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Discussion in 'Hacks' started by m_cliffhanger, Nov 4, 2016.
Is there an advantage to that style of bender compared to the one I am more familiar with:
Thank you, both.
I don't have any drawings, but I can take some pics and measurements. It will depend on the bottle jack that you will be using. The key is to make sure that the die can travel through the full length. On thicker tubing (1 1/2 x 0.120) I can only get about 87*, due to springback. But with a bit of fiddling, I can get the full 90*.
You sure can get a lot of work done with the little guy.
I'd like to see a few more pics of the bender. There are a few shop built one on the net, but seeing another is always useful. It will be a while before I build one but it is on the short list.
HighOctane, I'll take some tomorrow.
RoundOz, my apologies. I didn't read your question properly. I thought it was a statement.
This type of bender is meant for pipe, and will kink the tubing very easily. I have heard of it being used successfully, but with a number of modifications, and only on shallow bends. A proper die will maintain the integrity of the tube, and especially for a roll cage, I wouldn't take the chance.
Here are some dimensions:
9 1/2 x 9 1/2 x 28 outside
Die pin 12 1/2; follower pin 4 and 5 1/2 from bottom
Top bolt 27
Jack base to die 3 1/4
The square tubing is 2 x 2x 0.125 and the pins are 1" cold rolled. The critical dimensions are the relationship between the die pin and follower pin. It has to be close enough for the tube to slide in, but closer together will give a tighter bend. You can see that I made a second setting for the smaller tubing. If I were to do it again, I would have several settings for the follower pin.
Hope this makes sense.
You can see the forces involved. The top bolt is a grade 8, 1/2 in bolt.
Thanks. Doesn't look too hard to build. It will be a while but when I get too it I might ping you for some more info.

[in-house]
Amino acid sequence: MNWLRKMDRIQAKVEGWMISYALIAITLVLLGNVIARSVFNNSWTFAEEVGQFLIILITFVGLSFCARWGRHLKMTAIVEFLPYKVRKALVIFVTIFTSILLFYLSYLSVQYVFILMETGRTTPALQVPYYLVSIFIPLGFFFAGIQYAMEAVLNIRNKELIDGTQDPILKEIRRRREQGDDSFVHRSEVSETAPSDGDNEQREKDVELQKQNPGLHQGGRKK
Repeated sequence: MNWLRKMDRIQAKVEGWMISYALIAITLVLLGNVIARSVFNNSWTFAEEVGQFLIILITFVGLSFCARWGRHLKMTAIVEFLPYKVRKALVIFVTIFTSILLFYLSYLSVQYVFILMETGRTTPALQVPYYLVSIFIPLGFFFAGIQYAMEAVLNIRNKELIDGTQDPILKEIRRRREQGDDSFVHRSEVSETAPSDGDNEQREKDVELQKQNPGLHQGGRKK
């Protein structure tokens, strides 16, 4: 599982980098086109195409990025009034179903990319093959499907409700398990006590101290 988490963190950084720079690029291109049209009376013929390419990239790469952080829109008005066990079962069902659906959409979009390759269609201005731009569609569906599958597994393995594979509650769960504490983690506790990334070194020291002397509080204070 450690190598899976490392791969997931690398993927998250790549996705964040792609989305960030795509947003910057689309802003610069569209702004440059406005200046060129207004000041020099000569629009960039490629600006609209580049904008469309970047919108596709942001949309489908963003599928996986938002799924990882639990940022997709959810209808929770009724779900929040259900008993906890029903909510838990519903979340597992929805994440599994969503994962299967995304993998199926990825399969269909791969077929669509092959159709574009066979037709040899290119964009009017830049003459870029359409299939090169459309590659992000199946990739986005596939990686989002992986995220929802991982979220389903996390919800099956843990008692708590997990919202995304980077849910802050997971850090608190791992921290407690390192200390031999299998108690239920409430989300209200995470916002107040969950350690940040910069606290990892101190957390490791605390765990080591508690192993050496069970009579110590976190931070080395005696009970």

These days there are shops that specialize in CNC bending as well as CNC Laser notching. My youngest son has a welding job at a off road race car shop building chassis. The parts for the chassis comes in to the shop on a pallet with everything pre-bent and notched, the parts even have laser etched part numbers on each part!
IKEA sells race chassis, who knew!
Yep, pretty neat stuff. Check out VR3 Engineering. I looked into them when I was planning on building a Bearhawk (tube and fabric fuselage). They take the plans and your platinum credit card, and voila, a few weeks later a box of perfect tubing. The problem with my builds are my CAD files. Somehow their CNC machine can't read my cereal box cut outs; amateurs.
He's at Armada Engineering.
Pallet O' Parts:
Sewing it up:
I believe these young guys are all using Solidworks for their design & CNC files. Solidworks allows stress analysis of the drawing.
If we could get them to pre-bend and pre-notch the tubes for these , there would be High performance Sidecars for the masses.
Easy peasy, get your checkbook out and we can make that happen!!
Sounds like an investment opportunity for davebig!
And , there's the rub.
It almost seems a shame to take something that pretty out and beat the shit out of it.
There lies the trouble Mericans don't like to pay for that stuff ! They want to go see Jay or Claude and be told what they want to hear ! Then be Capt Merica (walter mitty) Though some of you actually pull it off !
The Yankee engineering Bills built some interesting sidecars evidently no one wants to pay for one. I talked to Hannigan a couple times wondering if they retained enough parts or plans to build anymore of the Kawa based center hub rigs, but one has to talk to Mr's Hannigan and she won't return your calls or emails.
Seems we are a Non Market for that sort of hardware.
Too broad a brush , Dave.
All 3 of these were bought and paid for by Americans. Of course they are a tiny percentage of sidecar owners who are a tiny percentage of motorcycle owners who are a fairly small percentage of vehicle users in America.
Sure on sunny perfect days it seems bikes come out of the woodwork , but , in Winter how many do you see ?
I get a somewhat perverse satisfaction of being the only guy out riding when it's below 50 degrees or when the roads are wet . Face it , as a nation , we have gotten soft and that is the greater problem.
I'm out there riding with you! 35 is my cutoff since I got my heated grips. that's on my 2-wheeler though. once I get my Concours/sidecar I'll be doing it with 3!